Milestone Speech

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KungFuMaster
5/25/11 12:54:52AM
I was very hesitant to give this speech but after long hours of contemplating, I decided I should not deny the forum.

When I was but a little grasshopper making my debut in other forums, I was spanked and molested just like any other Noob. I toughen up and carried on while honing my trash talking skills. Before long, I elevated my trash talk to a whole new level which I never knew existed. I took on all new comers and veterans alike as I did not discriminate against anyone. I went on a bashing spree. I handed out spankings on a daily basis and I even offered discounts on preemptive spanks.

TAKE A MILD SPANKING NOW OR TAKE IT TEN FOLDS LATER: YOUR CHOICE.

But soon I grew tired of the spanking. I needed to re-invent myself.

And so I began my quest to change my ways....to change my perspective....
I began experimenting with tolerance, humility, respect and humanity. As I opened one door, another door becomes available which ultimately led me here to Playground.com. Soon, a whole new world unfolded in front of me. As I explored this strange new world ….................and with each passing day, I gained more and more of what I never had …............and lost more and more of what I did have. This new world which I have uncovered has transformed me.................and mold me into the man I am today.

As I once was doing the spanking, I now become the spankee.


But that is not why I called you here today. I summoned you here to the call of duty. As it was my duty to bestow onto you the gift.................the gift of love, ….............the gift of respect..........the gift of honor..............the gift of tolerance.................and most importantly …..........the gift of humanity,........now it is your duty to cherish and to embrace ….that which is love, respect, honor, tolerance, and humanity.

As I now close my last door, …............you will now open your first door.

And when you are through opening all doors ….........and you have explored the new worlds these doors have to offer,

…..................you will someday respond to the call of duty...............and you will someday be like me..................................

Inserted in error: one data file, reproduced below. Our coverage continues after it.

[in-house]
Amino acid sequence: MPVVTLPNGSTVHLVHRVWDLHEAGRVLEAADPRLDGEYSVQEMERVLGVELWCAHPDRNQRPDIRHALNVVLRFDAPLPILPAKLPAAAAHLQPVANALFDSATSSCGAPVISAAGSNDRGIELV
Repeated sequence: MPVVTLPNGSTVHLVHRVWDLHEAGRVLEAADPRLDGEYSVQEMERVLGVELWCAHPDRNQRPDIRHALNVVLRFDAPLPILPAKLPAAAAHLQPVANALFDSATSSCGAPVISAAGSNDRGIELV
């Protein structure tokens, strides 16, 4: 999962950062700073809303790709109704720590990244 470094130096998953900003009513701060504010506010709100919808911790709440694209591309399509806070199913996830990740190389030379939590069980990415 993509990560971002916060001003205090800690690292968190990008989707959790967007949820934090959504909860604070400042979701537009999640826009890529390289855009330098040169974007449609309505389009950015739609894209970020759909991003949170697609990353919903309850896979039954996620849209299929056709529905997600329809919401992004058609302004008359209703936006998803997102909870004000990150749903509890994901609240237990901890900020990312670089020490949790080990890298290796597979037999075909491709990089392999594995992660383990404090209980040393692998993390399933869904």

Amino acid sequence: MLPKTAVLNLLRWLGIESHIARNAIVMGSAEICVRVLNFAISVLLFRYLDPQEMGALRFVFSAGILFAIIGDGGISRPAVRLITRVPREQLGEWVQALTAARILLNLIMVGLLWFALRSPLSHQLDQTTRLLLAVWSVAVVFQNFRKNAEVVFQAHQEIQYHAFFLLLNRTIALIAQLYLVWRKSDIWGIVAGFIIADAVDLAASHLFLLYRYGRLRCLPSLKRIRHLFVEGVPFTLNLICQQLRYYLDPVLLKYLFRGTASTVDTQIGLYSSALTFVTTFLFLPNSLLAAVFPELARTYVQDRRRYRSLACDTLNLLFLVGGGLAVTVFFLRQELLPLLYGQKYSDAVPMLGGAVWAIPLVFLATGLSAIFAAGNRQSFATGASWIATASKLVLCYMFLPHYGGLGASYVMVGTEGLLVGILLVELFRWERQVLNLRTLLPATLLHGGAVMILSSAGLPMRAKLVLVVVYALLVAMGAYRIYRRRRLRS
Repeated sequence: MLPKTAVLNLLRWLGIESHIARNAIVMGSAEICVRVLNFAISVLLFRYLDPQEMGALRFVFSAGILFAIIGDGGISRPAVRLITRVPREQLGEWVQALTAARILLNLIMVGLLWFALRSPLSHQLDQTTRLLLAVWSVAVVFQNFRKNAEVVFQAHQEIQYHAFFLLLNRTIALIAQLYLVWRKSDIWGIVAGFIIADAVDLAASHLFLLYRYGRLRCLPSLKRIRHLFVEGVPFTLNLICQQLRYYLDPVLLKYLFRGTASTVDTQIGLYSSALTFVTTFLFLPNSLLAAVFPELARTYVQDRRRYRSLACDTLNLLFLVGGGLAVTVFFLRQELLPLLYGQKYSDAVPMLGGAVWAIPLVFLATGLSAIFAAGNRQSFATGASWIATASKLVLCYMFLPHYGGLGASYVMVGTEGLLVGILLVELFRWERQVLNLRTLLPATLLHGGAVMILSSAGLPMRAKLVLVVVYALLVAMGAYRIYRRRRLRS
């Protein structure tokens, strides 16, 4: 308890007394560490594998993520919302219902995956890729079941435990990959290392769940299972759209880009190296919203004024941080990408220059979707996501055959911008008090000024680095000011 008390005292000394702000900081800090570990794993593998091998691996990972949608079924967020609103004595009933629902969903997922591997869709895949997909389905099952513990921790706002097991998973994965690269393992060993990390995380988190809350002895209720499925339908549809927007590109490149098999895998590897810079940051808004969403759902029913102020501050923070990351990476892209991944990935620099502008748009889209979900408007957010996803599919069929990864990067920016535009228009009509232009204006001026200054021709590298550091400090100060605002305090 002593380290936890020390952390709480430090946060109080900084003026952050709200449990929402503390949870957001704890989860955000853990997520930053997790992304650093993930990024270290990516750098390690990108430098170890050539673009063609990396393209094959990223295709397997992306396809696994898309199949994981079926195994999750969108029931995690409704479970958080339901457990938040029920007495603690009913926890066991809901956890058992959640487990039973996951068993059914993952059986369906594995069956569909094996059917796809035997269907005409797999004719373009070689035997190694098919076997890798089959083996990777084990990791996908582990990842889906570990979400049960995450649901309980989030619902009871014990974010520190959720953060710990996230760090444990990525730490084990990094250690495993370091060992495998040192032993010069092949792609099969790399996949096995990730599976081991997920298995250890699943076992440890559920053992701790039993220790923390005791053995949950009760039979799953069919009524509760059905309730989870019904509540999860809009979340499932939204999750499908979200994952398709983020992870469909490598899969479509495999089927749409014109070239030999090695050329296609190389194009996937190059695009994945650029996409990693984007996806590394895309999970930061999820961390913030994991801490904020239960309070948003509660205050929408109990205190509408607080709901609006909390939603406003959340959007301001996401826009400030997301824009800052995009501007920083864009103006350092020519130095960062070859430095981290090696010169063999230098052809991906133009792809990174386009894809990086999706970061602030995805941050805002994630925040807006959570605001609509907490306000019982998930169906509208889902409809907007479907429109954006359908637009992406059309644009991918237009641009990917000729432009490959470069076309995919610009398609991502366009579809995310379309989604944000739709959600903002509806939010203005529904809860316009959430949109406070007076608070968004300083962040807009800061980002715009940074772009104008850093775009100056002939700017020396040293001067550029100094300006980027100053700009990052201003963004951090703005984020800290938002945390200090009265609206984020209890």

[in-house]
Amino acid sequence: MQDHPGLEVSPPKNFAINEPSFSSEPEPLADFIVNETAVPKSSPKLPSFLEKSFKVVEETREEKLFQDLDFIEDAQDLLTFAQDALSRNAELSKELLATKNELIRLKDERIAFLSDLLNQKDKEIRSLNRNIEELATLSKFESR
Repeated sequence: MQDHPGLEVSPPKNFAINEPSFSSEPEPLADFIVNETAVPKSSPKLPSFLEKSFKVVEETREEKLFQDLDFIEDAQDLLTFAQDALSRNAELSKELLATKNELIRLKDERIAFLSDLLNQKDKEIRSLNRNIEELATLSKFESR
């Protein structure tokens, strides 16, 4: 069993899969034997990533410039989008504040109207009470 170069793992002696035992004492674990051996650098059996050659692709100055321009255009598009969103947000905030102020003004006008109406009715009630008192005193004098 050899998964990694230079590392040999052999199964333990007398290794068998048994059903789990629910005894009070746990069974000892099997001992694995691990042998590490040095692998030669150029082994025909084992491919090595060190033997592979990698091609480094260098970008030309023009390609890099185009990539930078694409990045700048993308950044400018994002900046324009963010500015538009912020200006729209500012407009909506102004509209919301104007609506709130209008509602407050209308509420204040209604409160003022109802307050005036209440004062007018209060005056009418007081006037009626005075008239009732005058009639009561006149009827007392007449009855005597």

.........and become........................................no longer the spanker …...........but the spankee.
scoozna
5/25/11 2:45:40PM
haha...just letting you know someone is reading your stuff. Not sure where it's going, but reading nonetheless.
KungFuMaster
5/25/11 4:31:55PM

Posted by scoozna

haha...just letting you know someone is reading your stuff. Not sure where it's going, but reading nonetheless.



You are my savior. I was not sure anyone was reading my stuff either.

The thread is meant to go nowhere but there is a message behind all of my threads.

Because you cared enough to post and let me know someone has read my material, I will award you a prop.
Pookie
5/25/11 4:36:57PM
So at what age did you start experimenting with Mushrooms?

KungFuMaster
5/25/11 4:41:14PM

Posted by Pookie

So at what age did you start experimenting with Mushrooms?




I would award you another prop if I could.

And no, I have never experimented with mushrooms.
Pookie
5/25/11 4:46:18PM

Posted by KungFuMaster


Posted by Pookie

So at what age did you start experimenting with Mushrooms?




I would award you another prop if I could.

And no, I have never experimented with mushrooms.



I don't condone such things, of course... but im sure you would find them to be an eye-opening experience. Not for everyone of course *cough cough*, i would never recommend such... But you, yeah. You'd enjoy them.
KungFuMaster
5/25/11 4:58:43PM

Posted by Pookie



I don't condone such things, of course... but im sure you would find them to be an eye-opening experience. Not for everyone of course *cough cough*, i would never recommend such... But you, yeah. You'd enjoy them.



Why would you say I would enjoy them? The only thing I have tried was marijuana and I had a first time bad experience with it. It literally paralyzed me for hours and I was actually scared.

My threads may indicate I may need help, but I assure you, I am sane. It is only my method which has not yet been accepted by the forum majority.

In due time, I am sure my insane method(s) will garner more support.
Pookie
5/25/11 5:21:45PM
Because you're abstract and you seem to synthesize more than you analyze. The synthesis of abstracted themes leads to sudden metaphorical realizations when you team that up with Shrooms and a positive environment.
KungFuMaster
5/25/11 5:47:14PM

Posted by Pookie